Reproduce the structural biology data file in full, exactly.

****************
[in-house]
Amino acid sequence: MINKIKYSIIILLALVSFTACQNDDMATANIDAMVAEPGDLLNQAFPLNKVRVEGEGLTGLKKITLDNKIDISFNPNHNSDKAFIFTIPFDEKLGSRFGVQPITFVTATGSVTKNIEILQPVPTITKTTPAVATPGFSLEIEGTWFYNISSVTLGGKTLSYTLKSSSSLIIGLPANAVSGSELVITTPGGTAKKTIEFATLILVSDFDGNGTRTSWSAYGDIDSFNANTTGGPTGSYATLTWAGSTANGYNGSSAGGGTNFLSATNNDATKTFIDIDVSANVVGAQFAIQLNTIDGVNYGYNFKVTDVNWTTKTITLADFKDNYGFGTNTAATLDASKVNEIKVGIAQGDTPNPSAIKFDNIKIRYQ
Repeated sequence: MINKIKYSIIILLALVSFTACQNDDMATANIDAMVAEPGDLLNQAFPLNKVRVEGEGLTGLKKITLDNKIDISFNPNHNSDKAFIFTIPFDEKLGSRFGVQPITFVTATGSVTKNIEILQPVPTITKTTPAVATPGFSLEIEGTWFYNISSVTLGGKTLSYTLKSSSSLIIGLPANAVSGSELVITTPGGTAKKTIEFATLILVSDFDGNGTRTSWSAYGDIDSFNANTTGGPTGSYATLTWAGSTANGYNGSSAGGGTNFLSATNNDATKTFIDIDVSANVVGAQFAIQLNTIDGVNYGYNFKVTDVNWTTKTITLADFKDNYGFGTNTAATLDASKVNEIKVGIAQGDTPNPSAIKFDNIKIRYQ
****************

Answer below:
[in-house]
Amino acid sequence: MINKIKYSIIILLALVSFTACQNDDMATANIDAMVAEPGDLLNQAFPLNKVRVEGEGLTGLKKITLDNKIDISFNPNHNSDKAFIFTIPFDEKLGSRFGVQPITFVTATGSVTKNIEILQPVPTITKTTPAVATPGFSLEIEGTWFYNISSVTLGGKTLSYTLKSSSSLIIGLPANAVSGSELVITTPGGTAKKTIEFATLILVSDFDGNGTRTSWSAYGDIDSFNANTTGGPTGSYATLTWAGSTANGYNGSSAGGGTNFLSATNNDATKTFIDIDVSANVVGAQFAIQLNTIDGVNYGYNFKVTDVNWTTKTITLADFKDNYGFGTNTAATLDASKVNEIKVGIAQGDTPNPSAIKFDNIKIRYQ
Repeated sequence: MINKIKYSIIILLALVSFTACQNDDMATANIDAMVAEPGDLLNQAFPLNKVRVEGEGLTGLKKITLDNKIDISFNPNHNSDKAFIFTIPFDEKLGSRFGVQPITFVTATGSVTKNIEILQPVPTITKTTPAVATPGFSLEIEGTWFYNISSVTLGGKTLSYTLKSSSSLIIGLPANAVSGSELVITTPGGTAKKTIEFATLILVSDFDGNGTRTSWSAYGDIDSFNANTTGGPTGSYATLTWAGSTANGYNGSSAGGGTNFLSATNNDATKTFIDIDVSANVVGAQFAIQLNTIDGVNYGYNFKVTDVNWTTKTITLADFKDNYGFGTNTAATLDASKVNEIKVGIAQGDTPNPSAIKFDNIKIRYQ